Sunday, 1 May 2016

Cutting Edge | Film Review | Duel

The concept of there being a crisis in masculinity in the 1970s, made it's way into the public eye from articles, radio shows, tv shows and film. One particular film that stood out as a representation of a man struggling to come to terms with his masculinity was Steven Spielberg's Duel. Duel is an intense and enthralling action film, that has a simplistic plot line which is easy to follow and allows for its audience to grasp at the true undertones of how David Mann, played by Dennis Weaver (who is the main character) feels belittled and is struggling to come to terms with the fact that he is "A henpecked husband who regains his masculinity only through the contest on the road" -Janet Maslin . The plot of the film simply consists of a "Godzilla vs Bambi" - William Thomas like chase going on between David Mann and a truck driver. Although in many places throughout this film, we see the truck driver being represented as 'the bigger man' and is the one who is poking fun at David for being less of a man.

Right from the start of the film, we are able to see that David is not much of a man as first and foremost, his name has man in it... but most importantly, we hear him in a conversation with his wife on the phone at the gas station, where they are having a heated conversation about one of David's colleagues or associates from work, who had been at a party and had been trying to claim a hold on David's wife. "He practically raped me!"  David's wife tells him down the phone in front of the children who are still playing in the living room unaware of the conversation happening. This could be argued that this re-enforces the fact that David clearly didn't exert his strength or prove his dominance, to protect his wife from this. This could show that even before the action of Duel has begun, it is assured that his way of life is clearly affecting his masculinity. This is one of few scenes at the introductory stage of the film, that sets the tone for the remainder of the film. A radio program can be heard in one of the scenes, that features a conversation with another man. He is heard truthfully speaking out about his worries that stem from not being 'head of the house'  and how his wife seems to run things around the house instead of him. This appears to suggest to the viewers that its not just David who is going through this crisis in masculinity. To add insult to injury, at the gas station someone shouts "you're the boss!" to which David swiftly replies with "not in my home!" This shows us that even David is definitely feeling like his manhood is at risk and he feels it isn't 100% secure, this is most likely because he is clearly not the head of his household either. There is also a few metaphors thrown into the mix to further enforce the fact that David's masculinity is under pressure and under threat.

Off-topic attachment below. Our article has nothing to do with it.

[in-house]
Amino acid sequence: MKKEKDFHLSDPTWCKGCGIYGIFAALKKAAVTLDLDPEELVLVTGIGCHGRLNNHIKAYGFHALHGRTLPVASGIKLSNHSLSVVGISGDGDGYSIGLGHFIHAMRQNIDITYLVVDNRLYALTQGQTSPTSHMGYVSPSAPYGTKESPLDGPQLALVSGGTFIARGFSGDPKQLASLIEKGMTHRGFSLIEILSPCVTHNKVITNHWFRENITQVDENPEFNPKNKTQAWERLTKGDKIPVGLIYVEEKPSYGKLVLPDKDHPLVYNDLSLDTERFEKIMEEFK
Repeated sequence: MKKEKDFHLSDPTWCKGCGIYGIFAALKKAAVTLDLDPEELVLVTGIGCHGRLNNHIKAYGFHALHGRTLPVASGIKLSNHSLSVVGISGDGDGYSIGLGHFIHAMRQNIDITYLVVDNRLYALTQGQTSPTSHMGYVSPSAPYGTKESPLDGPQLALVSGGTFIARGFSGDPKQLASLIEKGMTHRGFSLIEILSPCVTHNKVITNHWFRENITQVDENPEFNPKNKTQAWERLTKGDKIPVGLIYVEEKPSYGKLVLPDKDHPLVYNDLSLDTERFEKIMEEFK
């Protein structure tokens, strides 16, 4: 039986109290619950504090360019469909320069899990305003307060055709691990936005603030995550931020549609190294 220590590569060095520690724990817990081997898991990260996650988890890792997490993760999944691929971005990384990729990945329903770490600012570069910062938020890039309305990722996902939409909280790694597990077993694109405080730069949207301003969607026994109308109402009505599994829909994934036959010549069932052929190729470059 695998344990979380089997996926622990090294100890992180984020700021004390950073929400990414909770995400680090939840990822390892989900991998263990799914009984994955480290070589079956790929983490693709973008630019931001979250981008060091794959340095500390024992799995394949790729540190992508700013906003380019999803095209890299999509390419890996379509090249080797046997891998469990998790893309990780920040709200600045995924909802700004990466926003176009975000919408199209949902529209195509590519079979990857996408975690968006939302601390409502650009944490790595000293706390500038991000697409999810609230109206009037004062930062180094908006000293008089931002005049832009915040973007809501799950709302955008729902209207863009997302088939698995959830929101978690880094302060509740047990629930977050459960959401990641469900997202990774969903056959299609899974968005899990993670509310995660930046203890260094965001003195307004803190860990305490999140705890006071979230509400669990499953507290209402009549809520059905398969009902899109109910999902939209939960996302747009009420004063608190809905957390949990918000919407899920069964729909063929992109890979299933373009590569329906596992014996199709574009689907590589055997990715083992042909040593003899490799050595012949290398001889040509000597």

The truck; the larger, stronger machine was portrayed in this way to show that the driver is 'a bigger man'. This could be looked upon as a phallic reference between the two men. This is obviously hinting at the fact that the size of a mans phallus is used in culture as a measure of a man's masculinity and is a symbol of power, therefore translating well on screen as David vs Goliath like battle goes on between a small Plymouth Valiant and a towering rusty truck that bellows smoke.
Another metaphor in Duel, would be the scene in which David stumbles across a stranded school bus filled with children on his journey. The driver of the school bus, hails for Davids help and requests that David uses his car to push the bus back into motion again. David attempts to use the minute force of his car to send the bus back on its journey but instead ends up

getting jammed underneath the buses bumper, to which the children in the back of the bus start to point and laugh at him. The trucker, who has been following him, takes control and makes the job look easy and with no difficulty, he bumps the bus into motion again. The humiliation that David felt in this scene shows that his masculinity took another knock at that moment. It essentially shows that David could be seen as impotent because he didn't have the strength to get the job done.


Bibliography

Maslin, J (1983) 'Spielberg's 'Duel', Four- Wheel Combat At: http://www.nytimes.com/movie/review? res=9804EFD81138F936A25757C0A965948260 (Accessed on 03.04.2016)

Thomas, W (2000) 'Duel Review' At: http://www.empireonline.com/movies/duel/review/
(accessed on 01.04.2016)

Image Sources

 Fig 1. Marton, Y. TIFF Director and CEO Handling's Top 10 Movies (2013) [Film Snapshot] At: http://www.thestar.com/autos/ 2014/09/04/ tiff_director_and_ceo_piers_handlings_top_10_car_movies.html ( Accessed on 09.05.2016)

Fig 2. Avant, J .Truck or Treat: 5 Iconic Horror Movie Cars (2015) [Film Snapshot] At: https://www.idrivesafely.com/blog/5-scary-movie-cars ( Accessed on 09.05.2016)

Fig 3. Dumas, A. Duel: Not The Rattlesnakes! (2010),  [Film Screenshot] At: http://horrordigest.blogspot.co.uk/2010/03/duel-not-rattlesnakes.html (Accessed 10.05.2016)

No comments:

Post a Comment